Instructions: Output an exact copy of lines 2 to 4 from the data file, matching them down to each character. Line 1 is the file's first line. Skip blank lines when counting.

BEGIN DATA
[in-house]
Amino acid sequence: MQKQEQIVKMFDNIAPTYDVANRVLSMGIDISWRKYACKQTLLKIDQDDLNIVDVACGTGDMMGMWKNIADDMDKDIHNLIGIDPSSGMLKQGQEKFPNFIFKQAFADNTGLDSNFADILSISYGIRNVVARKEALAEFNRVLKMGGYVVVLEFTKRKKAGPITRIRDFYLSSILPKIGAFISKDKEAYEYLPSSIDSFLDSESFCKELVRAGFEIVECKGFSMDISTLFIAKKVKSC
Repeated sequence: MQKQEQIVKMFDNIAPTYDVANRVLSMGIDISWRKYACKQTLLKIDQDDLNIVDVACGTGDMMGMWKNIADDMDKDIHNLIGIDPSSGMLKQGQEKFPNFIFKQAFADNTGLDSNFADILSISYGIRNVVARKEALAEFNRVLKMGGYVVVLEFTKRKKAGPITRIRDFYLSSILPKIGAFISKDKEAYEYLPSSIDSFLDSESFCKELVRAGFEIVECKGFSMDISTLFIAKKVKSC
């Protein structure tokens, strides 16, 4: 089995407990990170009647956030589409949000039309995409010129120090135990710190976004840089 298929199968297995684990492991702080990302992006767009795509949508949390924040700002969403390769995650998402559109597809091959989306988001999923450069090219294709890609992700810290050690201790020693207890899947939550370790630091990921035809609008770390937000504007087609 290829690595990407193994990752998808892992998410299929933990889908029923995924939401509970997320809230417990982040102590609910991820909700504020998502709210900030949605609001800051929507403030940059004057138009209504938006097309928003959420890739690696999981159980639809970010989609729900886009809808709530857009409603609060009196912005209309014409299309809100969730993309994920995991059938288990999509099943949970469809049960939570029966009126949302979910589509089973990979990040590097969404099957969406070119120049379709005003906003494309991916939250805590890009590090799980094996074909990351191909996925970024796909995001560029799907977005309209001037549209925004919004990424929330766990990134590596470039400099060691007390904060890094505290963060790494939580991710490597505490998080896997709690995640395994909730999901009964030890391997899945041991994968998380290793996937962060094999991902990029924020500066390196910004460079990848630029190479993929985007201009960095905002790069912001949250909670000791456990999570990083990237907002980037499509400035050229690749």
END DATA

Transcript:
Amino acid sequence: MQKQEQIVKMFDNIAPTYDVANRVLSMGIDISWRKYACKQTLLKIDQDDLNIVDVACGTGDMMGMWKNIADDMDKDIHNLIGIDPSSGMLKQGQEKFPNFIFKQAFADNTGLDSNFADILSISYGIRNVVARKEALAEFNRVLKMGGYVVVLEFTKRKKAGPITRIRDFYLSSILPKIGAFISKDKEAYEYLPSSIDSFLDSESFCKELVRAGFEIVECKGFSMDISTLFIAKKVKSC
Repeated sequence: MQKQEQIVKMFDNIAPTYDVANRVLSMGIDISWRKYACKQTLLKIDQDDLNIVDVACGTGDMMGMWKNIADDMDKDIHNLIGIDPSSGMLKQGQEKFPNFIFKQAFADNTGLDSNFADILSISYGIRNVVARKEALAEFNRVLKMGGYVVVLEFTKRKKAGPITRIRDFYLSSILPKIGAFISKDKEAYEYLPSSIDSFLDSESFCKELVRAGFEIVECKGFSMDISTLFIAKKVKSC
């Protein structure tokens, strides 16, 4: 089995407990990170009647956030589409949000039309995409010129120090135990710190976004840089 298929199968297995684990492991702080990302992006767009795509949508949390924040700002969403390769995650998402559109597809091959989306988001999923450069090219294709890609992700810290050690201790020693207890899947939550370790630091990921035809609008770390937000504007087609 290829690595990407193994990752998808892992998410299929933990889908029923995924939401509970997320809230417990982040102590609910991820909700504020998502709210900030949605609001800051929507403030940059004057138009209504938006097309928003959420890739690696999981159980639809970010989609729900886009809808709530857009409603609060009196912005209309014409299309809100969730993309994920995991059938288990999509099943949970469809049960939570029966009126949302979910589509089973990979990040590097969404099957969406070119120049379709005003906003494309991916939250805590890009590090799980094996074909990351191909996925970024796909995001560029799907977005309209001037549209925004919004990424929330766990990134590596470039400099060691007390904060890094505290963060790494939580991710490597505490998080896997709690995640395994909730999901009964030890391997899945041991994968998380290793996937962060094999991902990029924020500066390196910004460079990848630029190479993929985007201009960095905002790069912001949250909670000791456990999570990083990237907002980037499509400035050229690749």